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InfobITS logo, volume 8, number 1, spring 2002.

 

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Enhance Your Class with WebCT
by Linda McConnell

WebCT (Web Course Tools) is a set of online course and student management tools. ITS has licensed WebCT for use at the University of Hawaii and provides support to faculty and staff who use it to deliver their course online or as an enhancement to their traditional class.

This article focuses on how WebCT can be used to enhance a traditional face-to-face course. WebCT is ideal for supporting course concepts, student interactions, and building a stronger peer community through incorporating various online tools. Three of the commonly used tools are Discussions, Mail, and Chat.

The Discussions tool allows for interaction, feedback, and active asynchronous (anytime, anywhere) learning. Interaction takes place as the instructor and students post or reply to messages on a preset topic. Instructors can create specific topic categories based on a course lecture, unit, or activity. These topics can be made private for collaborative group work, public for general feedback, or anonymous, which could be used for student's formative feedback on course structure and pace. Students are then able to reflectively post a reply, comment, or pose a question pertaining to a topic category. Students can make additional comments to any public postings either publicly or privately. This ability for free reflective interaction allows for exchanging and building of ideas in a safe learning environment.

The discussion tool also enables active learning and provides a means through which students can get timely feedback on their class work. For example, an instructor can set up a private topic category for a particular class assignment and assign group members. Members of the group can collaborate on the assignment online without worrying about in-class time constraints, allowing for more in depth, reflective thinking. Once the assignment is completed, it can be turned in to the instructor via an attachment in the Discussions area. The instructor then has the opportunity to provide timely feedback on the assignment through posting to only those group members.

WebCT Mail works much like the Discussions tool in that it facilitates peer-to-peer and peer-to-instructor interaction and enhances the classroom's peer community in an online environment. The instructor could choose to incorporate the Mail tool as an assignment drop box. Students would then send assignments, via attachment, to their instructor for grading and feedback. In addition, individual private feedback and reinforcement can be sent via email, as opposed to Discussions which is more group orientated. Community building can be enhanced when students are encouraged to use the mail tool to communicate with peers or group members on a daily basis, outside of the Discussions area.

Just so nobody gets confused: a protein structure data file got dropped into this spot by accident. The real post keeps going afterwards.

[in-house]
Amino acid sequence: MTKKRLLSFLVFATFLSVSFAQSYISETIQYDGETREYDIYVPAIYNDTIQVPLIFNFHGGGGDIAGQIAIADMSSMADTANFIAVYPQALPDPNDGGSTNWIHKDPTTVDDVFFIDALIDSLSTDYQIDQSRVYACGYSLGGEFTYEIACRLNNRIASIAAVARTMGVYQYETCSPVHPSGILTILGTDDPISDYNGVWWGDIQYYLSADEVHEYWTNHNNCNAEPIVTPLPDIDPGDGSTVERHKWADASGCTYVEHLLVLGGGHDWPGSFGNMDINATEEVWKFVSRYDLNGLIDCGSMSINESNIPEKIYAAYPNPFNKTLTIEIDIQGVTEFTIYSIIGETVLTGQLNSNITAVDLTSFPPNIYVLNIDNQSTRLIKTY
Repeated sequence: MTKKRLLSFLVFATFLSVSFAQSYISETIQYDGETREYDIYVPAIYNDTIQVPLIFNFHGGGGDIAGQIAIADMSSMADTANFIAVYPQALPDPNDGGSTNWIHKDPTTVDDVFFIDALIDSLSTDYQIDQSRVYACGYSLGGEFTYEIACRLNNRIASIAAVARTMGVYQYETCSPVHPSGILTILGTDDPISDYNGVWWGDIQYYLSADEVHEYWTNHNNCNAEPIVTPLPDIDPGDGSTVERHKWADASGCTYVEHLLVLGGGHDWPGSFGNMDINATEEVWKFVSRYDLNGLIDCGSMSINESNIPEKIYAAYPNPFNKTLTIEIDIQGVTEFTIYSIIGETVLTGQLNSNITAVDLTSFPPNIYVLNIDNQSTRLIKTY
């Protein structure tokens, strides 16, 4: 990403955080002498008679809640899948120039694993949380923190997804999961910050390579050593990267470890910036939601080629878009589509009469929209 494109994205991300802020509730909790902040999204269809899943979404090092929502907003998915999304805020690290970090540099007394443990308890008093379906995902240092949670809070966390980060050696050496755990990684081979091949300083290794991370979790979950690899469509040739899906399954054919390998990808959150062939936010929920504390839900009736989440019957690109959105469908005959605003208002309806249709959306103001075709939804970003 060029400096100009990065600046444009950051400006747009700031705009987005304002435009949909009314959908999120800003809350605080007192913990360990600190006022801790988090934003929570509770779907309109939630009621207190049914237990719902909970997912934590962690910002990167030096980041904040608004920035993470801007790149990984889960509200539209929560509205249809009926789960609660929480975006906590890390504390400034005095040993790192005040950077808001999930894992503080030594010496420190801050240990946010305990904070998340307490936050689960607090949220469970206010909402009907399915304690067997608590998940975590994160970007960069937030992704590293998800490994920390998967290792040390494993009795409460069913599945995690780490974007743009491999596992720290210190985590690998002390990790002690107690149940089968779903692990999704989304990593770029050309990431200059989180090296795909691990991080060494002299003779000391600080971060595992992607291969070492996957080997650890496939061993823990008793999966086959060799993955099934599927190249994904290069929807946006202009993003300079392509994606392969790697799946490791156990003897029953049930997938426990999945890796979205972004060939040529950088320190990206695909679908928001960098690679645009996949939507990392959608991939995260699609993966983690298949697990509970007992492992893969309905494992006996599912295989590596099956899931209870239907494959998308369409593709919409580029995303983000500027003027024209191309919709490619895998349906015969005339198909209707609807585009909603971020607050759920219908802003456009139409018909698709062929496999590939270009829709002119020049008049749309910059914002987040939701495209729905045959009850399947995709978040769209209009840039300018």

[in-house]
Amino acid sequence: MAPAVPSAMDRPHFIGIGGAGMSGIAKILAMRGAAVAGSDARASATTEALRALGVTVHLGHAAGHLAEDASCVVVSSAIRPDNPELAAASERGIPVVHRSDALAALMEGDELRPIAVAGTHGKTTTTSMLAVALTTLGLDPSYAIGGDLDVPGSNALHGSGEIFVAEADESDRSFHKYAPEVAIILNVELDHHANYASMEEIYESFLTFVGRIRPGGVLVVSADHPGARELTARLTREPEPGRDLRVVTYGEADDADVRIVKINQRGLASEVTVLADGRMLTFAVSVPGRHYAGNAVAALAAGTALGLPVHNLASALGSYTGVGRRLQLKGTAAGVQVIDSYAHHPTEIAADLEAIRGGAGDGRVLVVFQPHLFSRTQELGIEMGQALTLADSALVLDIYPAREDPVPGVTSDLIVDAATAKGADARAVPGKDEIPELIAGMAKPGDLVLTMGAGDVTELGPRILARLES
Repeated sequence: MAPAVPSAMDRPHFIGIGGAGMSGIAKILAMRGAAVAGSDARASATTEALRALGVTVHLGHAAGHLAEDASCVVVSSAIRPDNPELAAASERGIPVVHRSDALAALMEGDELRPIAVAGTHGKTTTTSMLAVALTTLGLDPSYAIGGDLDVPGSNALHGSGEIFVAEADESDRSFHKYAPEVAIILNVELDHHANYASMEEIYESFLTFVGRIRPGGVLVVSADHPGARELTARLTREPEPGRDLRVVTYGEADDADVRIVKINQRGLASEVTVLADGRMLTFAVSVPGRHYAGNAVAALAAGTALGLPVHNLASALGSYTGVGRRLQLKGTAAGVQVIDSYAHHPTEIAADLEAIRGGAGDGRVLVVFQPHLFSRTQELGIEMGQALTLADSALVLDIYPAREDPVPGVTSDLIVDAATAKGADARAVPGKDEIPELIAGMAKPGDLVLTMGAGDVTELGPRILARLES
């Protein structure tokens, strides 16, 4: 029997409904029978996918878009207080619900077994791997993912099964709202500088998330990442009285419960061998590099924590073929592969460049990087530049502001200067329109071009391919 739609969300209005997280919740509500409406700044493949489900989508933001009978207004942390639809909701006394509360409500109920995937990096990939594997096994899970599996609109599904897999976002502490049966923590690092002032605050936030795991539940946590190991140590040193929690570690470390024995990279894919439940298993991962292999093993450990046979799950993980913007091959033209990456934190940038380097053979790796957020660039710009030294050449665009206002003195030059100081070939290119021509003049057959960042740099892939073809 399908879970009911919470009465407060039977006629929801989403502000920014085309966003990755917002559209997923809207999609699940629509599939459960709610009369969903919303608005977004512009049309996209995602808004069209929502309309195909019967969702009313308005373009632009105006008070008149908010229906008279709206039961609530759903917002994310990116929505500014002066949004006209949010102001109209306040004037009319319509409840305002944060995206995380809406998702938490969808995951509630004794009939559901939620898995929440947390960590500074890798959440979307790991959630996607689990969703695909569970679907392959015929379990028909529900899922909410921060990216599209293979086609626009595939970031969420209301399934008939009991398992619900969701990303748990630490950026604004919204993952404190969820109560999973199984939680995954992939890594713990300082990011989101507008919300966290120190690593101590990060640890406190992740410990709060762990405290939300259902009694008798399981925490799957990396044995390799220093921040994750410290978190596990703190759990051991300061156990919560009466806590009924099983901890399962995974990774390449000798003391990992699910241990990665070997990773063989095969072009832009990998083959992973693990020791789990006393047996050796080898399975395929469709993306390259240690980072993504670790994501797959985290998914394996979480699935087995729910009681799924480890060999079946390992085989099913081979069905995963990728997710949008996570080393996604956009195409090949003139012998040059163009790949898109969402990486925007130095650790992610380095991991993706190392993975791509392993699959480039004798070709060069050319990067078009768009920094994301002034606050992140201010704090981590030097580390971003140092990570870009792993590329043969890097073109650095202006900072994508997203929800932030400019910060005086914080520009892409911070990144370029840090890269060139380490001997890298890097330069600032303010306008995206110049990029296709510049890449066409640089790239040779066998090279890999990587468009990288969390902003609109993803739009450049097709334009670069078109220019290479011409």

The Mail tool is internal to WebCT, meaning only students enrolled in the course can send and receive messages. This allows for easier downloading, archiving, and managing of mail messages. All email and discussion messages are stored in a single area and can be searched, compiled, and sorted according to specific criteria.

The Chat tool allows for synchronous (same time, same place) interaction and feedback between instructor and student or student and student. In combination with the Discussions tool, Chat can be used for real time meetings of group members to discuss and work on class projects. For feedback, the instructor can incorporate the chat tool for online office hours where a discussion of assignments, projects, questions, and even testing can take place. Using the Chat tool for specified office hours helps to provide an excellent alternative to students who have strict schedules or jobs making face-to-face meetings difficult.

In addition to the Discussions, Mail, and Chat tools, WebCT allows an instructor to post any materials that have been converted or saved in HTML such as lecture notes, handouts, or even PowerPoint presentations. Links to other Internet sites can be added which reinforce class concepts or topics. For example, if an instructor had just finished a face-to-face lecture on blood flow, a link could be added to their WebCT course that will take students directly to a site using a Flash or QuickTime movie illustrating the actual flow of blood.

The possibilities can be endless when incorporating WebCT as an enhancement tool to your face-to-face class. Using any of the tools mentioned, your course has the opportunity to experience increased interactivity, stronger sense of community, and more reflective learning.

Note: The use of WebCT at UH has been featured in other issues of InfobITS:

 

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Updated: March 26, 2002